CHARLESTON, W.Va. -- SOMETIMES A newspaper obituary doesn't tell the whole story.Earlier this week the community of St. Albans lost one its great sports stars with the passing of football, basketball and track star Reggie "Papa" Cain at the young age of 62.In the 1960s, no community had more spirit than St. Albans. In those days, Crawford Field did not have lights and Red Dragons home games were played on Saturday afternoons. Every year, the stands were packed as legendary coach Sam LeRose had over 100 players on his roster. The 1968 team was one of LeRose's best and they finished the year No. 2 in the state, losing to Charleston High in the Class AAA state championship game 3-0. Among the team's stars were quarterback Donnie Carr, running back Malcolm Calhoun and the electrifying Cain.
Earlier in the season, the undefeated Red Dragons played then-unbeaten DuPont in a game with playoff implications on a Saturday afternoon. The game was so big that it was moved to the old Laidley Field to accommodate the crowd. It was also televised by WCHS-TV, Channel 8. On the third play of game's first series, the Red Dragons broke it open on an 85-yard pass play to the speedy Cain and no one could catch him. That play seemed to set the tone for the game and St. Albans went on to win handily.Following high school, Cain went on to play football and run track at Compton Junior College in California.Eventually he came back to this area and was involved with many things, including drug counseling. He was CEO and founder of Redemption House. Those who know him best said he truly lived up to his nickname of "Papa" Cain as he seemed to have a natural gift for working with youngsters who did not have a father in their lives. His impact on young people in the Kanawha Valley will be greatly missed.nn
At last weekend's Charleston High all-class reunion, there was talk of another former athlete that our area lost too early. Terry Berkley was a beloved multi-sport athlete for the Mountain Lions from 1966-69. He had the rare distinction of playing on the 1968 AAA state championship basketball team and, later that fall, the 1968 state title football team. In junior high, he and the late Larry "Deacon" Harris led Roosevelt Junior High to a city championship."I never ever saw Terry Berkley get mad and don't know of anyone who didn't like Terry," remembered teammate Levi Phillips. "He always had something positive to say to everybody all the time. He was an incredible comforter. When our 48-game winning streak was snapped in the 1969 basketball regional finals, our team was crushed. He was the one that went around the locker room providing encouragement and reminding everyone how much we had to be thankful for and what a great three years we had had. Everybody loved Terry Berkley." nn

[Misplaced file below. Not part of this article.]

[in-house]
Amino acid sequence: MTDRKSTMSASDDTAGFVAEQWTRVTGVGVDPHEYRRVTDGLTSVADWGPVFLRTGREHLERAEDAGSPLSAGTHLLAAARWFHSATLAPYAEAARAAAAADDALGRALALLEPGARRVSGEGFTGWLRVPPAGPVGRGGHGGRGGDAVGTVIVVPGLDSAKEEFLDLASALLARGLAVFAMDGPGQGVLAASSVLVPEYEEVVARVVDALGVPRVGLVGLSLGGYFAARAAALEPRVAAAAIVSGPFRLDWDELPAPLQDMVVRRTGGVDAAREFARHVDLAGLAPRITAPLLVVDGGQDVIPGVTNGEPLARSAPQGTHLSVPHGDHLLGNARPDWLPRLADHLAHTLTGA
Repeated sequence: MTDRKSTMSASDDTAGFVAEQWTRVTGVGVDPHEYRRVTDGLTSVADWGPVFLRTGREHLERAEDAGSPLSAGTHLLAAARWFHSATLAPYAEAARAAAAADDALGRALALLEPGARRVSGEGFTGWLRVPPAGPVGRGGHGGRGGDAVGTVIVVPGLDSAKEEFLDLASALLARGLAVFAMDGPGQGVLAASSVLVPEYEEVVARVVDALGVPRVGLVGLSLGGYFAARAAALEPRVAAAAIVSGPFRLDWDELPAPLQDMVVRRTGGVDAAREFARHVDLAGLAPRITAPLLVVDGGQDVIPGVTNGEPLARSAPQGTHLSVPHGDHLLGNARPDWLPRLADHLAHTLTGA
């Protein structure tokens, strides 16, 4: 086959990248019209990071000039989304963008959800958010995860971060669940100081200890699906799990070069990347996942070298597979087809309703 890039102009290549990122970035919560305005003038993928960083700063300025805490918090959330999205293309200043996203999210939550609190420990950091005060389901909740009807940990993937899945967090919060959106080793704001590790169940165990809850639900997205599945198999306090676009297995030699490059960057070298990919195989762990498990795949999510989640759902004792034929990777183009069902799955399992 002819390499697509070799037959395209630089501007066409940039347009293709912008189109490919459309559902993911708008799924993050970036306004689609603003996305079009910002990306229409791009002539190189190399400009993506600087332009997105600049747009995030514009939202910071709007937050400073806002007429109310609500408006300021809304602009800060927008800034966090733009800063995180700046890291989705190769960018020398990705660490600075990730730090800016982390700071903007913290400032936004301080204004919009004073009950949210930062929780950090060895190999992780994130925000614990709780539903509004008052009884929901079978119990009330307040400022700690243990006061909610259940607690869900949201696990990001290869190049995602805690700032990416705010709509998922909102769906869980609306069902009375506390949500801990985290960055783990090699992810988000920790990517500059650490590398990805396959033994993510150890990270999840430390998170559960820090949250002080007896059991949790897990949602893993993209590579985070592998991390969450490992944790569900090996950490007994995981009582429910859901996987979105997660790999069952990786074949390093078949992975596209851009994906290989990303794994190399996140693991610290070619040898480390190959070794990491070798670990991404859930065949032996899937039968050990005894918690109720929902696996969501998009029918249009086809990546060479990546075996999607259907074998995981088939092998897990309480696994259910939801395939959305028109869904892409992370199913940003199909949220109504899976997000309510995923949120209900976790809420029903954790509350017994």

The Marshall men's soccer program is opening a new facility next weekend. There is a lot of local flavor on this year's Thundering Herd team.Former Hurricane star Trevor Starcher is a red-shirt freshman and expected to be a starter. By the way, Starcher's father, Johnny, was a quarterback at Nitro High School in the mid-70's and played against current Marshall football coach Doc Holliday and athletic director Mike Hamrick.One of the best players in the history of Charleston Catholic, Tommy Trupo has recovered from some medical issues and is also on the Marshall roster. Also listed on the Herd roster are the outstanding goal keeper prospect Brady Raymond from Point Pleasant, Logan Powell from Woodrow Wilson and Ian Lovern from Bluefield.
There is one other name who burst onto our soccer scene last year. The Gatorade state soccer Player of the Year, Felipe Thompson, was a foreign-exchange student last year at Hurricane. He helped lead Jim Dagostine's team to the AAA state championship. Get this - he also may have been best football kicking prospect in the state, even though he did not play football for the Redskins.There are hints that Thompson may take a shot at football in the spring for Holliday. He has a blaster for a leg and his leg strength and kick-off potential could be very intriguing. Reach Frank Giardina at email@example.com.